1. (1)

    The soils data are based on the dominant soil association within each 1 × 1 km grid square; other soil associations (or sub-dominant series within them) may be more or less sensitive to acidification or eutrophication and have lower or higher critical loads.

     
  2. (2)

    The 1 × 1 km soils databases are derived from 1:250,000 scale soil maps, therefore not all soil types within each 1 × 1 km grid square will necessarily be represented.

     
  3. (3)

    The habitat distributions are based on a combination of 1 × 1 km summary land cover information, species distribution data mapped at 10 × 10 km resolution and ancillary data sets at a range of scales (Hall et al., 2003). Hence the national habitat-specific CL maps will not necessarily include all small areas of sensitive habitats.

     
  4. (4)

    Features may be designated because they are rare or infrequent; they are therefore difficult to map.

     
  5. (5)

    Within the CL models some input parameters, such as the uptake and removal of base cations and nitrogen resulting from the harvesting of productive forestry are based on data for a limited number of sites.

     
  6. (6)

    The critical chemical criteria on which the national CL maps are based (eg, the critical molar ratio of calcium to aluminium in soil solution) may be inappropriate for the protection of the designated feature(s) on the site, but suitable criteria may not be available.

     

A formal assessment of the uncertainties in the national CL data has been carried out (Hall, Ullyett, Heywood, Broughton, & Fawehinmi, 2004b) and a comparison of the uncertainties at the national and local scales is currently being undertaken (Heywood, Skeffington, Whitehead, & Reynolds, (this issue); Skeffington et al., 2005). Despite their limitations the UK CL maps provide an adequate picture of the sensitivity of habitats to acidification and eutrophication both nationally and regionally. Critical load maps have been widely accepted by policy-makers, partly because they are simple to understand as well as providing an effects-based approach to pollution abatement. They are routinely used by the UK Department for Environment, Food and Rural Affairs to assess the potential impacts of future emission and deposition scenarios and they form the official UK data set used for activities under the CLRTAP. However, at the local or site-specific scale the maps may give misleading results if they are not used with care and the associated uncertainties taken into account. The following sections present and discuss a practical framework aimed at guiding the policy maker in the use of national CL maps or viable alternatives.

3 A Framework for Assessing Designated Sites

In an attempt to bridge the gap between the uncertainties in the use of the national-scale data and the lack of site-specific data, we propose a hierarchy (Fig. 1) to consider where, when and how the national data may be used, or an alternative site-specific approach. The approach is illustrated in terms of acidity below.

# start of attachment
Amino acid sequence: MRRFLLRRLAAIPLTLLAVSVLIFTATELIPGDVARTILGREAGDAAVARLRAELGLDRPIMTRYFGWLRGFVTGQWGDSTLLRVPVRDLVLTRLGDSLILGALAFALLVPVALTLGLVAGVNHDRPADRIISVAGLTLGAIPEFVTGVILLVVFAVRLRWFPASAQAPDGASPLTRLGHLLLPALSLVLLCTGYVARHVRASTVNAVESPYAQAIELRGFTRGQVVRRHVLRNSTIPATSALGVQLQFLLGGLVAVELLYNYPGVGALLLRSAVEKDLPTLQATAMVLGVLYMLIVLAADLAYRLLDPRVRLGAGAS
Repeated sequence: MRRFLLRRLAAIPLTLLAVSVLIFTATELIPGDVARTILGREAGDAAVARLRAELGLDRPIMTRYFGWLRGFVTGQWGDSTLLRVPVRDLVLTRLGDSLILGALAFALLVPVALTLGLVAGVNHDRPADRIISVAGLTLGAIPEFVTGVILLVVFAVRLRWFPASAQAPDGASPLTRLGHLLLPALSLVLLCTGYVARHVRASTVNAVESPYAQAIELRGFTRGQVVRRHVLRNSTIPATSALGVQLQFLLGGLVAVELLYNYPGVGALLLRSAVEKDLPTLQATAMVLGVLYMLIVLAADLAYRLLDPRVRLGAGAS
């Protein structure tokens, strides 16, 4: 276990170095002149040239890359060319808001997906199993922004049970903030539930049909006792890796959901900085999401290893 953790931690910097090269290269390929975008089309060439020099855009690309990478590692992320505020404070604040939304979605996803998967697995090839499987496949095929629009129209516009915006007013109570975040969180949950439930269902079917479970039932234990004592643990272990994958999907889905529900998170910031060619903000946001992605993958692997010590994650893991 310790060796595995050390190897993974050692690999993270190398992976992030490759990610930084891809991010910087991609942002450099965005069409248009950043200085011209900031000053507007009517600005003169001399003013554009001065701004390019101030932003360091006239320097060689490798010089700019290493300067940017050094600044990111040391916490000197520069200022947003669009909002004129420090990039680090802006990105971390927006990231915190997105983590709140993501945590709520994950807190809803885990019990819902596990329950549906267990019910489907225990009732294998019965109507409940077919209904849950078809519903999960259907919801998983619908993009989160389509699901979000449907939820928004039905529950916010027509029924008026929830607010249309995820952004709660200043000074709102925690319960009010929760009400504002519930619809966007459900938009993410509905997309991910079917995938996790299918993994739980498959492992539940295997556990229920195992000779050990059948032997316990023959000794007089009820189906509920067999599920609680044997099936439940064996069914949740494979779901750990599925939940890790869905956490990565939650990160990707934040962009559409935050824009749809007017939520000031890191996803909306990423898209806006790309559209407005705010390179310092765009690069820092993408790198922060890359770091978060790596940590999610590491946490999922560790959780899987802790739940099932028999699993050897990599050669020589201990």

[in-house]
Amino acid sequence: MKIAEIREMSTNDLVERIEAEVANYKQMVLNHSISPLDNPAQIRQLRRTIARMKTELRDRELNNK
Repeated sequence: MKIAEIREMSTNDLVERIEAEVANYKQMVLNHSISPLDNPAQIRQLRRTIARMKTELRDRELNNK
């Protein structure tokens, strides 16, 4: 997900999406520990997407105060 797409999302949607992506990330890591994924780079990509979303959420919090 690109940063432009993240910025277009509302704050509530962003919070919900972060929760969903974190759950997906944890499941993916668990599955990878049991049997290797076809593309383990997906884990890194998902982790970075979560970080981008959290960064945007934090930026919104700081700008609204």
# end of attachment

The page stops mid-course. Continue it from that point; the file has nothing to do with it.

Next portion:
https://static-content.springer.com/image/art%3A10.1007%2Fs11267-006-9091-9/MediaObjects/11267_2006_9091_Fig1_HTML.gif
Fig. 1

Proposed framework for assessing designated sites

3.1 Stage 1: Assessing Whether the Designated Feature is Sensitive to Acidification

In the UK, Special Areas of Conservation (SACs) and Specially Protected Areas (SPAs) represent the “Natura 2000” sites, designated for protection under the EU Habitats Directive. Each site is designated to protect one or more features (habitats or species). The “Natura 2000 standard data form” lists these features in terms of the Habitats Directive Annex 1 Habitats or Annex II Species. At this stage the user needs to determine if the designated feature is sensitive to acidification; this may be done by consulting relevant experts or the literature (eg, UK Biodiversity Action Group, http://www.ukbap.org.uk or the UK Air Pollution Information System, http://www.apis.ac.uk). If the designated feature is not sensitive to acidification then there is no requirement to determine an appropriate CL or progress to the next stage.

3.2 Stage 2: Using the National Critical Loads Map

In this stage the “variance” in CL values within each 1 × 1 km grid square is examined (the national maps have been described in Section 2). This is demonstrated by the maps in Fig. 2 which are based on the soil acidity CL values only, rather than national habitat-specific CLs. In this way the CL is set to protect the soil upon which a habitat may occur or depend. The link to habitat in terms of vegetation community comes into Stage 3 of the framework. The maps in Fig. 2 compare the CL values for all soil associations in each 1 × 1 km grid square. The maps identify areas where (a) CL values are all the same; (b) CL for a sub-dominant soil is the lowest. It should be noted that this map does not include those 1 × 1 km2 dominated by peat soils. Therefore, if a designated site is in an area (or a 1 × 1 km2) where all the critical load values are the same for all soil types (Fig. 2a), there can be said to be low variance in the critical load.